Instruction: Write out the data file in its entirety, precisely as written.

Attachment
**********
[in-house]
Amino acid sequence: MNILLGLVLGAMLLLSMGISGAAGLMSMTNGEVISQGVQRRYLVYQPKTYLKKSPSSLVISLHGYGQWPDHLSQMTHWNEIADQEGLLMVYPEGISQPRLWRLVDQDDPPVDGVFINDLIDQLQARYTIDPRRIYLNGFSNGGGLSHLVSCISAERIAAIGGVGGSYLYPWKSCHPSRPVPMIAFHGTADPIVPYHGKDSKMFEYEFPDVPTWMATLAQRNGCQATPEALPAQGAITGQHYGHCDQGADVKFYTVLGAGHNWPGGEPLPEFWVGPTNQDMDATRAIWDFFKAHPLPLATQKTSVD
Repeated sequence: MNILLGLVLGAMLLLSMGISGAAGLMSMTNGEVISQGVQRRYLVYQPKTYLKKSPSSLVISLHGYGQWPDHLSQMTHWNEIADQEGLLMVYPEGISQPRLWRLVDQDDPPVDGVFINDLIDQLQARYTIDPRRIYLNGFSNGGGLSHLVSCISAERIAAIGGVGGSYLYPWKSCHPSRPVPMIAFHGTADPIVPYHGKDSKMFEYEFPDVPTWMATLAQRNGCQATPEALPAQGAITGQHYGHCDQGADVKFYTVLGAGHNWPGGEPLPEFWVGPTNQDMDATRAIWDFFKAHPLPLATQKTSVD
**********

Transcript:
[in-house]
Amino acid sequence: MNILLGLVLGAMLLLSMGISGAAGLMSMTNGEVISQGVQRRYLVYQPKTYLKKSPSSLVISLHGYGQWPDHLSQMTHWNEIADQEGLLMVYPEGISQPRLWRLVDQDDPPVDGVFINDLIDQLQARYTIDPRRIYLNGFSNGGGLSHLVSCISAERIAAIGGVGGSYLYPWKSCHPSRPVPMIAFHGTADPIVPYHGKDSKMFEYEFPDVPTWMATLAQRNGCQATPEALPAQGAITGQHYGHCDQGADVKFYTVLGAGHNWPGGEPLPEFWVGPTNQDMDATRAIWDFFKAHPLPLATQKTSVD
Repeated sequence: MNILLGLVLGAMLLLSMGISGAAGLMSMTNGEVISQGVQRRYLVYQPKTYLKKSPSSLVISLHGYGQWPDHLSQMTHWNEIADQEGLLMVYPEGISQPRLWRLVDQDDPPVDGVFINDLIDQLQARYTIDPRRIYLNGFSNGGGLSHLVSCISAERIAAIGGVGGSYLYPWKSCHPSRPVPMIAFHGTADPIVPYHGKDSKMFEYEFPDVPTWMATLAQRNGCQATPEALPAQGAITGQHYGHCDQGADVKFYTVLGAGHNWPGGEPLPEFWVGPTNQDMDATRAIWDFFKAHPLPLATQKTSVD